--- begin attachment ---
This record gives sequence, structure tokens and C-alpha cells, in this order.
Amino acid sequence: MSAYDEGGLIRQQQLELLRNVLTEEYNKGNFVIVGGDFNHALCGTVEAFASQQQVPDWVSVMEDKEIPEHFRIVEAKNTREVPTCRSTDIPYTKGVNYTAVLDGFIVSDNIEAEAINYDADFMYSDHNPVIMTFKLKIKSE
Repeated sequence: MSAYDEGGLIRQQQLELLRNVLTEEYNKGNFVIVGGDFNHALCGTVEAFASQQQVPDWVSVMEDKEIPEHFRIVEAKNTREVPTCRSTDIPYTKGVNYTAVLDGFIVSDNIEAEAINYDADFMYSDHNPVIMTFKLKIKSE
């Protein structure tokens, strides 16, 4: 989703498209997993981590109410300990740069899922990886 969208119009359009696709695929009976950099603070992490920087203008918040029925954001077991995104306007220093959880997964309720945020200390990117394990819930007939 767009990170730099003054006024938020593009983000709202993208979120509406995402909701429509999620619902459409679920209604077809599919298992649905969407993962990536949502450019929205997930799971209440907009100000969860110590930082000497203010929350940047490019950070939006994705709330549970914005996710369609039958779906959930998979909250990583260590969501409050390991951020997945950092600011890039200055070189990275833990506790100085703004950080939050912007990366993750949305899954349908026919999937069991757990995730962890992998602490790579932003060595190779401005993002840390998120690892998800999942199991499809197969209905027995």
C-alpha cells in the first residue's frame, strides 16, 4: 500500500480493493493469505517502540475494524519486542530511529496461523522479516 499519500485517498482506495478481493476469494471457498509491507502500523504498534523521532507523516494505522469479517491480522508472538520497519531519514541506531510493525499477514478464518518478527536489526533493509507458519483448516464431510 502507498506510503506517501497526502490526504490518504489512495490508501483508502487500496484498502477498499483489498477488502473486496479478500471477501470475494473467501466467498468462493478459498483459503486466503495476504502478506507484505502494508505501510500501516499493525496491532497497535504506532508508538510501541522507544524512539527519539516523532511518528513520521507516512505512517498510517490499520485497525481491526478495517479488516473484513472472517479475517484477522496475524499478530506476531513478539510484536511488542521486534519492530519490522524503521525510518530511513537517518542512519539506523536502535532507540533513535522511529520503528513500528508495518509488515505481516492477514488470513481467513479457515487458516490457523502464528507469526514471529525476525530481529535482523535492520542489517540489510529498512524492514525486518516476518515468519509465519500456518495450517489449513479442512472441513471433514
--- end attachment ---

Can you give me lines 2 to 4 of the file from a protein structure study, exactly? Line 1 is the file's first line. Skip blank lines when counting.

Amino acid sequence: MSAYDEGGLIRQQQLELLRNVLTEEYNKGNFVIVGGDFNHALCGTVEAFASQQQVPDWVSVMEDKEIPEHFRIVEAKNTREVPTCRSTDIPYTKGVNYTAVLDGFIVSDNIEAEAINYDADFMYSDHNPVIMTFKLKIKSE
Repeated sequence: MSAYDEGGLIRQQQLELLRNVLTEEYNKGNFVIVGGDFNHALCGTVEAFASQQQVPDWVSVMEDKEIPEHFRIVEAKNTREVPTCRSTDIPYTKGVNYTAVLDGFIVSDNIEAEAINYDADFMYSDHNPVIMTFKLKIKSE
């Protein structure tokens, strides 16, 4: 989703498209997993981590109410300990740069899922990886 969208119009359009696709695929009976950099603070992490920087203008918040029925954001077991995104306007220093959880997964309720945020200390990117394990819930007939 767009990170730099003054006024938020593009983000709202993208979120509406995402909701429509999620619902459409679920209604077809599919298992649905969407993962990536949502450019929205997930799971209440907009100000969860110590930082000497203010929350940047490019950070939006994705709330549970914005996710369609039958779906959930998979909250990583260590969501409050390991951020997945950092600011890039200055070189990275833990506790100085703004950080939050912007990366993750949305899954349908026919999937069991757990995730962890992998602490790579932003060595190779401005993002840390998120690892998800999942199991499809197969209905027995």